Creating a recording studio...

Discussion in 'Mac Pro' started by noodle654, Mar 26, 2008.

  1. noodle654 macrumors 68020

    noodle654

    Joined:
    Jun 2, 2005
    Location:
    Never Ender
    #1
    Hi there,

    I am creating a recording studio in my house and I am looking for a good desktop. But, I dont know what to buy. I am just doing a little recording and some converting. I am on a tight budget and I dont think I need at MP at all. I have been looking at Powermac g4's on ebay but I really dont know what to buy. I have been looking at like single CPU 500mhz. Would this been enough? Any recomendations? I am looking to spend less than like $150.
     
  2. lofight macrumors 68000

    lofight

    Joined:
    Jun 16, 2007
    #2
    I think if you're recording, like with music. You'll need a computer fast enough. I use my macbook Core 2 duo but it gets stuck, you can't make a project with 8+ tracks without getting stuck. All when all my other apps are off..
     
  3. Adrien Baker macrumors regular

    Joined:
    Jan 23, 2008
    Location:
    Bakersfield, Ca.
    #3
    You'd be better off using that MBP in your signature then an outdated G4 for recording.

    Adrien
     
  4. rockinrocker macrumors 65816

    rockinrocker

    Joined:
    Aug 21, 2006
    #4
    you should be able to do a lot more then that w/ C2D.....

    are you trying to do it all with one harddrive? that's typically where the first bottle neck is. regardless of proc/drive speed, one drive can only really do one thing at a time. if you get an external for writing your audio files to you'll get much better performance.

    and another for sample streaming if you use lots of midi stuff....

    and to the OP: i agree with the above statement, a MBP will work great and run circles around any ppc mac (except maybe a quad g5 or something), just get a good firewire external drive for audio files (and as much ram as possible) and you should be golden.....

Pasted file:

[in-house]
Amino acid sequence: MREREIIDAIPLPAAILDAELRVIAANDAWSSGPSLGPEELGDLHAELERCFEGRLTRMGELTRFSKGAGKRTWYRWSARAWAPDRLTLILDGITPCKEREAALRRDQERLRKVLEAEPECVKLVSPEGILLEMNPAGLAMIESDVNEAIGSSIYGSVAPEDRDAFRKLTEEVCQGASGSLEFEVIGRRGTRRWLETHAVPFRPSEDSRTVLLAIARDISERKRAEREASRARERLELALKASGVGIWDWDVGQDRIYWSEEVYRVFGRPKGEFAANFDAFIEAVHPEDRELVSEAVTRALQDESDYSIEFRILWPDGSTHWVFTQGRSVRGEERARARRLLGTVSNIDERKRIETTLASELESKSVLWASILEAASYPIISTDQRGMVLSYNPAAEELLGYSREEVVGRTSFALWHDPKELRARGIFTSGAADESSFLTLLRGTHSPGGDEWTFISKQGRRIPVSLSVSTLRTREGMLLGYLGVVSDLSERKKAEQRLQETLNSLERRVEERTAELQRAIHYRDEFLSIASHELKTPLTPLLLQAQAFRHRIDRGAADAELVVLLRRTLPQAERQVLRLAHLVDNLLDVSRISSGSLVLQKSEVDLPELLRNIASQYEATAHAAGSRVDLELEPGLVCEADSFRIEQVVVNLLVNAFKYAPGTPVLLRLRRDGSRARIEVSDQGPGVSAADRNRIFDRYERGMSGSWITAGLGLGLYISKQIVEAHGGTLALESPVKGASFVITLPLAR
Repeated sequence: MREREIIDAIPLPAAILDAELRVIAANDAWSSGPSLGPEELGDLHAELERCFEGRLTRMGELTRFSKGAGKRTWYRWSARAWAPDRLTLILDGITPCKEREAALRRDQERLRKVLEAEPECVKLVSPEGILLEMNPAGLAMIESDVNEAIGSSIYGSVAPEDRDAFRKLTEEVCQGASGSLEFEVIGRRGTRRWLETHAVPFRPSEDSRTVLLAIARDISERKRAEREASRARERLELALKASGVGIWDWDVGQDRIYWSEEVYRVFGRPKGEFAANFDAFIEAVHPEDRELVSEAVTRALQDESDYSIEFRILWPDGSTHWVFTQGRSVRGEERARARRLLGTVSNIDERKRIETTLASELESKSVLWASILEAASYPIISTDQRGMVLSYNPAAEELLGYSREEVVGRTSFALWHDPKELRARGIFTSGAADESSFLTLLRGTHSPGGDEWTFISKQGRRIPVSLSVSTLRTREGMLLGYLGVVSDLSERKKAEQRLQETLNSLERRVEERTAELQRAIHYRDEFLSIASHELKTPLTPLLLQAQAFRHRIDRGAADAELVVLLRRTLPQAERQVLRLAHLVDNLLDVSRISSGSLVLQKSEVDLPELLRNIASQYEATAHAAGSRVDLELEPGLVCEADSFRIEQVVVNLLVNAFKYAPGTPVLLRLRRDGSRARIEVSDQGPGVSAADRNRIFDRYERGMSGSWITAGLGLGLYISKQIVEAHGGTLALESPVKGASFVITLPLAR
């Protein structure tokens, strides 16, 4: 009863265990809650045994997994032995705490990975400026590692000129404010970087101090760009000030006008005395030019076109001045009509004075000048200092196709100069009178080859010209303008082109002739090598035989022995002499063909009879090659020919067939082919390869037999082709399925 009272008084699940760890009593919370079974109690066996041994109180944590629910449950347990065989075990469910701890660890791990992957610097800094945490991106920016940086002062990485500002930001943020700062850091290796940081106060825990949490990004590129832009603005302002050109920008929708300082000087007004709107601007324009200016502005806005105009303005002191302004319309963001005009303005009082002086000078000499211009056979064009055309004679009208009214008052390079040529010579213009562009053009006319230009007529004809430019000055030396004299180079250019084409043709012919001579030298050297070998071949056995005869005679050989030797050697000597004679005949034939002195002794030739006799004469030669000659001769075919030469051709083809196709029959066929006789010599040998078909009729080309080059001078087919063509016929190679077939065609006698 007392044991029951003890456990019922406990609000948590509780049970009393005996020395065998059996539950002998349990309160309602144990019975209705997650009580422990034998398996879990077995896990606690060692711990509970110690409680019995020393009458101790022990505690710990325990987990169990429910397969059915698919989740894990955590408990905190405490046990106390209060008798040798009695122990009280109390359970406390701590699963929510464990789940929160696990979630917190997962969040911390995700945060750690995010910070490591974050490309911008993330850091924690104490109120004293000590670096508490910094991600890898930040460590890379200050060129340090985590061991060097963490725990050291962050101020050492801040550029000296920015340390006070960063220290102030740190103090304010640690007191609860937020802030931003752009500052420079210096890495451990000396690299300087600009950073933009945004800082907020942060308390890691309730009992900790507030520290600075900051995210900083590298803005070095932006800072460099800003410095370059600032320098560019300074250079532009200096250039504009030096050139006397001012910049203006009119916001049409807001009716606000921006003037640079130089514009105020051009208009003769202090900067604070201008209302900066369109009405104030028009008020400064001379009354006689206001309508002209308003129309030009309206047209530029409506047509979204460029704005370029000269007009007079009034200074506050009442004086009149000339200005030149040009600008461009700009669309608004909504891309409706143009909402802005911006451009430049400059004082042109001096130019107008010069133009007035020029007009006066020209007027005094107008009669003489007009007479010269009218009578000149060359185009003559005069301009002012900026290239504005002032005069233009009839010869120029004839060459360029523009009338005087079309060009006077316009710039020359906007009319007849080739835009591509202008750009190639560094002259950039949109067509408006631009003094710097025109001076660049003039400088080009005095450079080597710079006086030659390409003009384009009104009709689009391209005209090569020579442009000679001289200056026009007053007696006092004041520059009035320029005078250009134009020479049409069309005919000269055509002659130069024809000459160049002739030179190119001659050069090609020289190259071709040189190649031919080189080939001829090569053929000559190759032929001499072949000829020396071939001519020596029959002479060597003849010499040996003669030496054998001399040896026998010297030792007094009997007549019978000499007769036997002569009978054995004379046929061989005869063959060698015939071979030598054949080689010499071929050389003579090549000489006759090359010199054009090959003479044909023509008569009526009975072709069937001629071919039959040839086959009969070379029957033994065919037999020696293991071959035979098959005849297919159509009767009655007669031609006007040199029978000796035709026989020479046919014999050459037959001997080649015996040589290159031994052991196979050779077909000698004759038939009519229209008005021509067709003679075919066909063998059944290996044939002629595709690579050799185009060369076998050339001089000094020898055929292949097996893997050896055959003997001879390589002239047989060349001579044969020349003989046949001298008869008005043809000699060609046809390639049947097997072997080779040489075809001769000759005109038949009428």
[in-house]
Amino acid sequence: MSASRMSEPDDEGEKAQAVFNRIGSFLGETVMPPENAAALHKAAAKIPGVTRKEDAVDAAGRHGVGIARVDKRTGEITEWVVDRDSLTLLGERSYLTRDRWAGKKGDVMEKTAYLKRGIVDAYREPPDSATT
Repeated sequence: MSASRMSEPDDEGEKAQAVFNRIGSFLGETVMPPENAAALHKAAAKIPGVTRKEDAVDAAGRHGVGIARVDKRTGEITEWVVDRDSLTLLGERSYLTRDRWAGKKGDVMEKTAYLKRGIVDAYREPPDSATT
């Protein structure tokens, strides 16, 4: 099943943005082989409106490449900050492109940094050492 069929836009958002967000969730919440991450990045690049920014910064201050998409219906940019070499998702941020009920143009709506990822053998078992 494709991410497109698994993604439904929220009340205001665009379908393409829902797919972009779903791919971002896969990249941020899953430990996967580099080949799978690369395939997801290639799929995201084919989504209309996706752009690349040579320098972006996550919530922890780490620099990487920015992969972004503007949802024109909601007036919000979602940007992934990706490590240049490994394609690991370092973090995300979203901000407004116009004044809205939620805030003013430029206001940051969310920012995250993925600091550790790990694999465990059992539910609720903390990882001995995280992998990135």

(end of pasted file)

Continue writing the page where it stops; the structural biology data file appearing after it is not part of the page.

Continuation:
edit: heck, even your mini would kill a g4.
     
  5. chakosticks macrumors member

    Joined:
    Dec 26, 2007
    #5
    If you're going to use a G4, just make sure your system drive is 7200 rpm and you're recording onto another 7200 rpm disk other than your system drive...be it Firewire or a second internal. Also get the RAM up to at least 1GB.

    I did quite a bit of recording with my G4/500 before I upgraded the processor. As long as your sessions are kind of low key you should be fine.

    I even used a G3 iBook/466 for a while for mobile recording, the limitation was more the speed of the hard drive than anything else, and also the fact I was recording onto the system drive.
     
  6. bartelby macrumors Core

    Joined:
    Jun 16, 2004
    #6
    How did recording software get so bloated?

    I remember doing 8 track stuff using Digidesign's Session on a 100Mhz PowerMac with 32MB RAM!
     
  7. Adrien Baker macrumors regular

    Joined:
    Jan 23, 2008
    Location:
    Bakersfield, Ca.
    #7

    Bigger, Better, Faster! (with all of the right hardware of course :rolleyes:)

    Adrien
     
  8. Draddy macrumors regular

    Joined:
    Mar 16, 2007
    #8
    yeah but in all honesty, digital recording sucked back then.
     
  9. noodle654 thread starter macrumors 68020

    noodle654

    Joined:
    Jun 2, 2005
    Location:
    Never Ender
    #9
    I am not really recording anything for like a CD, just something for jam sessions. I understand that a C2D will dominate the G4, but I just need something small and cheap. I have some 7200rpm drives around the house so I am set there. Also, if I were to buy a 500mhz, could I upgrade the CPU?
     
  10. chakosticks macrumors member

    Joined:
    Dec 26, 2007
    #10
    Yes, I upgraded the CPU on mine to a Sonnet 1.4GHz a few years ago and it was quite easy. CPU upgrades are probably better and cheaper nowadays, but always keep in mind the cost of the original system + the upgrades vs. the cost of a better system in the first place. If you're just recording jam sessions I'd start with the 500MHz and see if you even need to bother with an upgrade, ESPECIALLY if you won't be using a lot of tracks. The CPU only became an issue for me when I started adding lots of plug-ins on 10+ track sessions after the initial tracks are recorded.
     

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